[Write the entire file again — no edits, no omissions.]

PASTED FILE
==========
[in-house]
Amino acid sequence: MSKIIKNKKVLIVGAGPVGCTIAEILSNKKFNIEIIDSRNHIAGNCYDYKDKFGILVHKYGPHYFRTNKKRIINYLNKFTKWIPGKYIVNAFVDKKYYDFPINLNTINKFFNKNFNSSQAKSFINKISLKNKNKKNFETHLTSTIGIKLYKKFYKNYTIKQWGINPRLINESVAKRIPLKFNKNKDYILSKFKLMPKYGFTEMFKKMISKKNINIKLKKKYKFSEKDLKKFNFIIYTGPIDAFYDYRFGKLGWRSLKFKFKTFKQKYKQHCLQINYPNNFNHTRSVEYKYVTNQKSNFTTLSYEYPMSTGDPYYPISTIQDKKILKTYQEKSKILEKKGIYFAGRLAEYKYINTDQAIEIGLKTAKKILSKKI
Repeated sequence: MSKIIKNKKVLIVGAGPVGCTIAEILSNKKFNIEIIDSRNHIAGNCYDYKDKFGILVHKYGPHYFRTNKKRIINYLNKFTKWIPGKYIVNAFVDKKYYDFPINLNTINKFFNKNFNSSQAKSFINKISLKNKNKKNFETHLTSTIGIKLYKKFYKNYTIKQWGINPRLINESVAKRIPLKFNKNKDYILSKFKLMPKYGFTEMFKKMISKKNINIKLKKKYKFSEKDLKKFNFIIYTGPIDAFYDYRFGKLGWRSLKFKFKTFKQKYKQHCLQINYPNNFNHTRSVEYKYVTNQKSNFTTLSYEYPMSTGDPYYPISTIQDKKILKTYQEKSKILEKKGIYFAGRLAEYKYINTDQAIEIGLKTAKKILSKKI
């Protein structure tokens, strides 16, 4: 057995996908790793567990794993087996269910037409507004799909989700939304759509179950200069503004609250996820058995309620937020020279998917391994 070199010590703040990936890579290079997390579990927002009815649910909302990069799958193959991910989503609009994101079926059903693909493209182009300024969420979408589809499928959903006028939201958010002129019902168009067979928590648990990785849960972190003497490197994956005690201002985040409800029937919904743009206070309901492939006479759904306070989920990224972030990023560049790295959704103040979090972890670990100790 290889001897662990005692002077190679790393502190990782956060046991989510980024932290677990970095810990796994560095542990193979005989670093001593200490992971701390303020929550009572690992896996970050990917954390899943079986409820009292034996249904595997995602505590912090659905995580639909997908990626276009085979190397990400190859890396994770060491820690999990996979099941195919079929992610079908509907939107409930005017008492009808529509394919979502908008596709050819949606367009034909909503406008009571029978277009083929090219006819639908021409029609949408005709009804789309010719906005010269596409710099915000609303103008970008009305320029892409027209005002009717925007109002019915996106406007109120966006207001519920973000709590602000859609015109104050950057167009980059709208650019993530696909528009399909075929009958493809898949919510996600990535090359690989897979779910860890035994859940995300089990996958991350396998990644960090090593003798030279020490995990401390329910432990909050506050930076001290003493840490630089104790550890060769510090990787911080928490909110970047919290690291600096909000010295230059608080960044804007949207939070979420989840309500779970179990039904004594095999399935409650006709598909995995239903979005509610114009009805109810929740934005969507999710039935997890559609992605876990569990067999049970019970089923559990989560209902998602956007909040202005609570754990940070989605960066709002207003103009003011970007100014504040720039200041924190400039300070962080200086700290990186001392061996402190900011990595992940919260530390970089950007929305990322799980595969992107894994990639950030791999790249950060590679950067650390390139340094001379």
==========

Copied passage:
[in-house]
Amino acid sequence: MSKIIKNKKVLIVGAGPVGCTIAEILSNKKFNIEIIDSRNHIAGNCYDYKDKFGILVHKYGPHYFRTNKKRIINYLNKFTKWIPGKYIVNAFVDKKYYDFPINLNTINKFFNKNFNSSQAKSFINKISLKNKNKKNFETHLTSTIGIKLYKKFYKNYTIKQWGINPRLINESVAKRIPLKFNKNKDYILSKFKLMPKYGFTEMFKKMISKKNINIKLKKKYKFSEKDLKKFNFIIYTGPIDAFYDYRFGKLGWRSLKFKFKTFKQKYKQHCLQINYPNNFNHTRSVEYKYVTNQKSNFTTLSYEYPMSTGDPYYPISTIQDKKILKTYQEKSKILEKKGIYFAGRLAEYKYINTDQAIEIGLKTAKKILSKKI
Repeated sequence: MSKIIKNKKVLIVGAGPVGCTIAEILSNKKFNIEIIDSRNHIAGNCYDYKDKFGILVHKYGPHYFRTNKKRIINYLNKFTKWIPGKYIVNAFVDKKYYDFPINLNTINKFFNKNFNSSQAKSFINKISLKNKNKKNFETHLTSTIGIKLYKKFYKNYTIKQWGINPRLINESVAKRIPLKFNKNKDYILSKFKLMPKYGFTEMFKKMISKKNINIKLKKKYKFSEKDLKKFNFIIYTGPIDAFYDYRFGKLGWRSLKFKFKTFKQKYKQHCLQINYPNNFNHTRSVEYKYVTNQKSNFTTLSYEYPMSTGDPYYPISTIQDKKILKTYQEKSKILEKKGIYFAGRLAEYKYINTDQAIEIGLKTAKKILSKKI
């Protein structure tokens, strides 16, 4: 057995996908790793567990794993087996269910037409507004799909989700939304759509179950200069503004609250996820058995309620937020020279998917391994 070199010590703040990936890579290079997390579990927002009815649910909302990069799958193959991910989503609009994101079926059903693909493209182009300024969420979408589809499928959903006028939201958010002129019902168009067979928590648990990785849960972190003497490197994956005690201002985040409800029937919904743009206070309901492939006479759904306070989920990224972030990023560049790295959704103040979090972890670990100790 290889001897662990005692002077190679790393502190990782956060046991989510980024932290677990970095810990796994560095542990193979005989670093001593200490992971701390303020929550009572690992896996970050990917954390899943079986409820009292034996249904595997995602505590912090659905995580639909997908990626276009085979190397990400190859890396994770060491820690999990996979099941195919079929992610079908509907939107409930005017008492009808529509394919979502908008596709050819949606367009034909909503406008009571029978277009083929090219006819639908021409029609949408005709009804789309010719906005010269596409710099915000609303103008970008009305320029892409027209005002009717925007109002019915996106406007109120966006207001519920973000709590602000859609015109104050950057167009980059709208650019993530696909528009399909075929009958493809898949919510996600990535090359690989897979779910860890035994859940995300089990996958991350396998990644960090090593003798030279020490995990401390329910432990909050506050930076001290003493840490630089104790550890060769510090990787911080928490909110970047919290690291600096909000010295230059608080960044804007949207939070979420989840309500779970179990039904004594095999399935409650006709598909995995239903979005509610114009009805109810929740934005969507999710039935997890559609992605876990569990067999049970019970089923559990989560209902998602956007909040202005609570754990940070989605960066709002207003103009003011970007100014504040720039200041924190400039300070962080200086700290990186001392061996402190900011990595992940919260530390970089950007929305990322799980595969992107894994990639950030791999790249950060590679950067650390390139340094001379």